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Looking Left and Right: The Left v Right Battle Pt 3

 

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The central claim of the right has long been that bureaucracy is the chief impediment to free enterprise — that big government too frequently gums up the works of a society that would be much more productive if left alone. As President Reagan put it in his inaugural address in 1981, ‘government is not the solution to our problem, government is the problem.’ Conservatives have, in turn, argued that government undermines the core values of hard work and perseverance that arise naturally in flourishing communities — that bureaucracy disrupts the innovative spirit that might otherwise thrive.
The left, on the other hand, is inspired by a different view: that lack of opportunity is the nation’s most pressing challenge, and that government has an important role to play in steering the nation toward a more widely shared prosperity. Notwithstanding a new focus on the culture of poverty, liberals have largely argued that better education, nutrition, health care, and infrastructure are crucial elements of the public mandate.
Both arguments, however, are predicated on the same notion: that the country should pursue a strategy that allows more Americans to tap into the strength and innovative spirit that is organically borne in their local communities. While conservatives may argue that the best thing government can do is get out of the way, and liberals may believe that the proper strategy is to provide additional opportunity, both sides presume that the spirit of Tocquevillian community fuels the society at large. But in a nation bereft of middle rings, that assumption may no longer apply.

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Looking Left and Right: Our Best Choices? Pt 3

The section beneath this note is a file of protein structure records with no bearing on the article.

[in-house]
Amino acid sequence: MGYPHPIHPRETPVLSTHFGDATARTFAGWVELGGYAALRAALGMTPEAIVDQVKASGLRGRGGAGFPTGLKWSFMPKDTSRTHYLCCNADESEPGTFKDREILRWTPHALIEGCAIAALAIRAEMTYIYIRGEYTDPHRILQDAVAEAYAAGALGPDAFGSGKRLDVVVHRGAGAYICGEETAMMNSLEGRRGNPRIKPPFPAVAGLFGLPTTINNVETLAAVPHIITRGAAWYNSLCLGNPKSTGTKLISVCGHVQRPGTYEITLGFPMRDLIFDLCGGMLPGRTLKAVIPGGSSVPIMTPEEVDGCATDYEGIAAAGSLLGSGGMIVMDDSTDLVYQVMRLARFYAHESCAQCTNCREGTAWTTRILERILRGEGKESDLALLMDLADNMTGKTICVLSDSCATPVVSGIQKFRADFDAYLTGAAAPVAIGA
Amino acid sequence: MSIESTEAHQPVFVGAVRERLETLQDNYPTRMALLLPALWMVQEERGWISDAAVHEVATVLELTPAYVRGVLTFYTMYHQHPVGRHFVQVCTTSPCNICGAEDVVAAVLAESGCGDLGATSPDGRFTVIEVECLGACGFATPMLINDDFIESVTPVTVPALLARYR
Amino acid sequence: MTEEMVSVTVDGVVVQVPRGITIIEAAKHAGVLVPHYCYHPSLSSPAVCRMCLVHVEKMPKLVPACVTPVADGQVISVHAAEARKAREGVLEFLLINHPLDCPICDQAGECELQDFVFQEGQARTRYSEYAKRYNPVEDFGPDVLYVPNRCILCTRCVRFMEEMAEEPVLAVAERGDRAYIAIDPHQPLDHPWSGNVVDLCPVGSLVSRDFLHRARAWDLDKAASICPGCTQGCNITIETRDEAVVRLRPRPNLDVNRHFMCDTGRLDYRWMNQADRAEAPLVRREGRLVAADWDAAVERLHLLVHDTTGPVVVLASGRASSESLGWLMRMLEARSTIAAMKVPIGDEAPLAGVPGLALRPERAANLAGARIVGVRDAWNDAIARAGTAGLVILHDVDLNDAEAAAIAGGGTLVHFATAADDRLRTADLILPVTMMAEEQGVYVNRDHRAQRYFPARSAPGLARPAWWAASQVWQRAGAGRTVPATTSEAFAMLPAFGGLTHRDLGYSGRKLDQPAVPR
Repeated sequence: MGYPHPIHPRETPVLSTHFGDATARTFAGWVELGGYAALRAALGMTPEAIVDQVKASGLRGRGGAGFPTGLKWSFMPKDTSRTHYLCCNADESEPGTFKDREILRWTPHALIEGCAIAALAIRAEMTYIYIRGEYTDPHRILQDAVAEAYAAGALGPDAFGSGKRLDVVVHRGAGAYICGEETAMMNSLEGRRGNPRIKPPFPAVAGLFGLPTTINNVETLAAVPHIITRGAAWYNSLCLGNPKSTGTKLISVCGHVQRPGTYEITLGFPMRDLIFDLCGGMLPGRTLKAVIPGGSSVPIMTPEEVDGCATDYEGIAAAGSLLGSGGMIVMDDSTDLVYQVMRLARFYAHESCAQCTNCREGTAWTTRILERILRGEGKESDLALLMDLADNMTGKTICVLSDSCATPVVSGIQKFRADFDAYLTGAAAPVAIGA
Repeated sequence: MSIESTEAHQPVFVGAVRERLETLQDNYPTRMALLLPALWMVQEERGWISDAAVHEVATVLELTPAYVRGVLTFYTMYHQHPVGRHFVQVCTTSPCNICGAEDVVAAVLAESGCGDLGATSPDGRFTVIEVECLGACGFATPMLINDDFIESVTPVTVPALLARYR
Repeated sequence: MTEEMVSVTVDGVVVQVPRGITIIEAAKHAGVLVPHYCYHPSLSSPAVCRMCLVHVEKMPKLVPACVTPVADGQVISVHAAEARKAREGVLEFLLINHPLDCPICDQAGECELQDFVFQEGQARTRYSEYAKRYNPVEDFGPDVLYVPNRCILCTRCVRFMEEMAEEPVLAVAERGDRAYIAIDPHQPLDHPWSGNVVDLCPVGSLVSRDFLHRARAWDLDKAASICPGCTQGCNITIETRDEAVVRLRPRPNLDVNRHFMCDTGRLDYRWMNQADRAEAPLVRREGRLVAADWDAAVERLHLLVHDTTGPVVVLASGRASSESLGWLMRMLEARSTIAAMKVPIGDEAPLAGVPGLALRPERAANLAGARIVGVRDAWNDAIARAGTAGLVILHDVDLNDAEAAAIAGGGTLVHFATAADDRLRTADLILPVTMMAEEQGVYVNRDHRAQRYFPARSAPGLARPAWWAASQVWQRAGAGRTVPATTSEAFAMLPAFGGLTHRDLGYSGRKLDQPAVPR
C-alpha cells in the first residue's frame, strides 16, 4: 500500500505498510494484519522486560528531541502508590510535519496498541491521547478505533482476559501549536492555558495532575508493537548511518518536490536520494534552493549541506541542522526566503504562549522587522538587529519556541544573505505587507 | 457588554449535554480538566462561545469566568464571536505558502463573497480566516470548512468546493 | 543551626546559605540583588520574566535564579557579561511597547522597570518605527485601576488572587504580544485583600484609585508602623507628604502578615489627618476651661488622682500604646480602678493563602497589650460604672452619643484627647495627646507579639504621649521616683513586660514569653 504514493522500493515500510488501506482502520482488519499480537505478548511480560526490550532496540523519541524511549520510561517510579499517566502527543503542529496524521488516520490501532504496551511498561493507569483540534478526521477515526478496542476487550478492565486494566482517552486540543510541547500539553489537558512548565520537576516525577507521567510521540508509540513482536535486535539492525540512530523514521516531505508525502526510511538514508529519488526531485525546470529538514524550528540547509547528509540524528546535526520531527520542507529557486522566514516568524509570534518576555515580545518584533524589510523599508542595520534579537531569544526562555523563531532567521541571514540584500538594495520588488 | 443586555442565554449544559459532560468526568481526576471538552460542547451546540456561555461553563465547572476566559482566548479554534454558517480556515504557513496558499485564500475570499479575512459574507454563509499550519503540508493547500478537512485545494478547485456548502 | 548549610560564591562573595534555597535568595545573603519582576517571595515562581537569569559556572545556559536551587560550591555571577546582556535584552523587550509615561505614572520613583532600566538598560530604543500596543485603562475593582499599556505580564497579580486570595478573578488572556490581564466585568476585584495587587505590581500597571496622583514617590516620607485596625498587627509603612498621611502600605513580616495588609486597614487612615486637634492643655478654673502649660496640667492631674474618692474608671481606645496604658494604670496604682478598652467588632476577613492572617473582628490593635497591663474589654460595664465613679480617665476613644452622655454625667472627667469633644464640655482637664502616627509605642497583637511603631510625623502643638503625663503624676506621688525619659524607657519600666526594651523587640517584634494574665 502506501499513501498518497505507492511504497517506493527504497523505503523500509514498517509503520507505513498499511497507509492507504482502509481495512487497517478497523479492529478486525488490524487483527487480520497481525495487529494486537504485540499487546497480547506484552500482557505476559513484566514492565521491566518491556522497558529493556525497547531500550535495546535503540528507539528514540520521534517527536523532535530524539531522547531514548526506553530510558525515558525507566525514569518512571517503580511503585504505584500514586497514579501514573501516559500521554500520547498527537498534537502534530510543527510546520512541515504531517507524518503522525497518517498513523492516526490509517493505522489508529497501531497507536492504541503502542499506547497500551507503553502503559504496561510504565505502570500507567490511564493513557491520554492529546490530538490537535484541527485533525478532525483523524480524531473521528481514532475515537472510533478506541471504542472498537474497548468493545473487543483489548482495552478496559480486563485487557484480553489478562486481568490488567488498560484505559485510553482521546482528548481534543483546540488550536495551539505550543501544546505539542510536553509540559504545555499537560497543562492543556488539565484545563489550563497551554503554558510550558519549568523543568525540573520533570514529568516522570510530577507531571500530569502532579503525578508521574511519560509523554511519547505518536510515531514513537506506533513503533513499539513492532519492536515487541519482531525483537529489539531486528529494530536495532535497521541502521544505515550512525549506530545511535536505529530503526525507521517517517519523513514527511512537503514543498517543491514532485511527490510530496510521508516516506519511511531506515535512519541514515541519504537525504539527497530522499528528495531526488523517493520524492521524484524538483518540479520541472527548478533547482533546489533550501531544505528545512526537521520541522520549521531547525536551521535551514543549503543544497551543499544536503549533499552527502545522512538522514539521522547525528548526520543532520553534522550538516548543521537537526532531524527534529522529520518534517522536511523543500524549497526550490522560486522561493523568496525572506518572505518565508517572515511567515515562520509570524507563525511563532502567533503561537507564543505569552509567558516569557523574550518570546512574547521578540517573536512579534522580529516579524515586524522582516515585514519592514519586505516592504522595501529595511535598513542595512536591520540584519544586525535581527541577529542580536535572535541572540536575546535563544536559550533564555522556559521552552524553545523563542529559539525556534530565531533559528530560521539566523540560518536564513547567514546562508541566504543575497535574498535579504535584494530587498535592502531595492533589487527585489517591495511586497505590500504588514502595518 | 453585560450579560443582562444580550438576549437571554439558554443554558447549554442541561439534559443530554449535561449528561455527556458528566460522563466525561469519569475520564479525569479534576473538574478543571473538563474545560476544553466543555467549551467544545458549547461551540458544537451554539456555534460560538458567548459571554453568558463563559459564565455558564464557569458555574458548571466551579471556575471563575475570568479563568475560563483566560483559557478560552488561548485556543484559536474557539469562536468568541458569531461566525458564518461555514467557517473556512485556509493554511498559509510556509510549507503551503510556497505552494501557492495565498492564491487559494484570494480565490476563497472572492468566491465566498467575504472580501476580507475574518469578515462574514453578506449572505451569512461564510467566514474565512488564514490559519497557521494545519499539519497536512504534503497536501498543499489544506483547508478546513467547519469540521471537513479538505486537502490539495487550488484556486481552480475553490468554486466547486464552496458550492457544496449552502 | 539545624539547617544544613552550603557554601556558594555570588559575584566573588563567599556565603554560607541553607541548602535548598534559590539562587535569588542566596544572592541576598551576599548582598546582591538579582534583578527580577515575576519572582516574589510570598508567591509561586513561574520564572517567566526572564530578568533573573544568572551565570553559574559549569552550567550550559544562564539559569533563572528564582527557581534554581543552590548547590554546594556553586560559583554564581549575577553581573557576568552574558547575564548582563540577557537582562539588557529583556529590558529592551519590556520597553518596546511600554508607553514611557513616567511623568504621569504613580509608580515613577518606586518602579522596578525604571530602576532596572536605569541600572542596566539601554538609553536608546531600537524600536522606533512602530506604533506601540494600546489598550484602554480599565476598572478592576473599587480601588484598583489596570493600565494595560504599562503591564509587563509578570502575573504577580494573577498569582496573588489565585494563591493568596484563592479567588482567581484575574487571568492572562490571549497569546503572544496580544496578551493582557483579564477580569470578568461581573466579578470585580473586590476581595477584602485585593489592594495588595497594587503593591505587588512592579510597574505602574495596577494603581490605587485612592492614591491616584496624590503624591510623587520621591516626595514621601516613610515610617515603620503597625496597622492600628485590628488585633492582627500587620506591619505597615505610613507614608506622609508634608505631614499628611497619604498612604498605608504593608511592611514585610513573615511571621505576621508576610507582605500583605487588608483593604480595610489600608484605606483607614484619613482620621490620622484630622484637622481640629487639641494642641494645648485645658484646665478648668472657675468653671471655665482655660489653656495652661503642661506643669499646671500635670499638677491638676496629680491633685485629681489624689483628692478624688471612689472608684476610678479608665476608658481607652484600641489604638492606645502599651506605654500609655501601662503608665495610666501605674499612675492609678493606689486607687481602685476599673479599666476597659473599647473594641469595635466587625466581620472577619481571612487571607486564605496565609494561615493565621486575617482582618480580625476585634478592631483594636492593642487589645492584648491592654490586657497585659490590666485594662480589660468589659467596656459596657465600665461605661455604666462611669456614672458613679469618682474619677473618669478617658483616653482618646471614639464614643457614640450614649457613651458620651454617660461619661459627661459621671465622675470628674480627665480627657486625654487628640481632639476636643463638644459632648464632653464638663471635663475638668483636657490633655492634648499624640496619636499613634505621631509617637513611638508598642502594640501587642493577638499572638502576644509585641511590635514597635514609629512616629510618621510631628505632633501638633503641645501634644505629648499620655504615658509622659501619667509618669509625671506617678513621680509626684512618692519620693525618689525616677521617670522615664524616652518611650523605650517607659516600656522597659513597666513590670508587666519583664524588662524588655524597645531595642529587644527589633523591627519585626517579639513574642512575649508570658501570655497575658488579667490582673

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Conservatives take a dim view of progress. They are not so foolish as to deny that great advances have been made in science, technology, medicine, communication, management, education, and so forth, and that they have changed human lives for the better. But they have also changed them for the worse. Advances have been both beneficial and harmful. They have certainly enlarged the stock of human possibilities, but the possibilities are for both good and evil, and new possibilities are seldom without new evils. Conservatives tend to be pessimistic because they doubt that more possibilities will make lives on the whole better. They believe that there are obstacles that stand in the way of the permanent overall improvement of the human condition. 

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Looking Left and Right: The Left v Right Battle Pt 1

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Liberals and conservatives don’t just differ in their opinions, they have fundamentally different ways of processing information, which in turn leads them to hold markedly divergent sets of facts.
Even more frustrating for those who view politics as a rational pursuit of one’s self-interest, facts don’t actually matter that much. We begin evaluating policies emotionally, according to a deeply ingrained moral framework, and then our brains often work backward, filling in – or inventing -“facts” that conform to that framework.

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Looking Left and Right: Our Best Choices? Pt 2

 

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[There is] the commonly held notion that conservatives are especially likely to value tradition, conformity, social order, and consensual adherence to rules, norms, and conventions….It is also consistent with the assumption that it is generally easier to establish common ground with respect to the status quo than with respect to its many possible alternatives and to communicate effectively by transmitting messages that are relatively simple and unambiguous rather than reflecting the kind of complex, nuanced, and perhaps ambivalent cognitive and rhetorical styles that seem to be more common on the political left than the right. (links/citations in original) *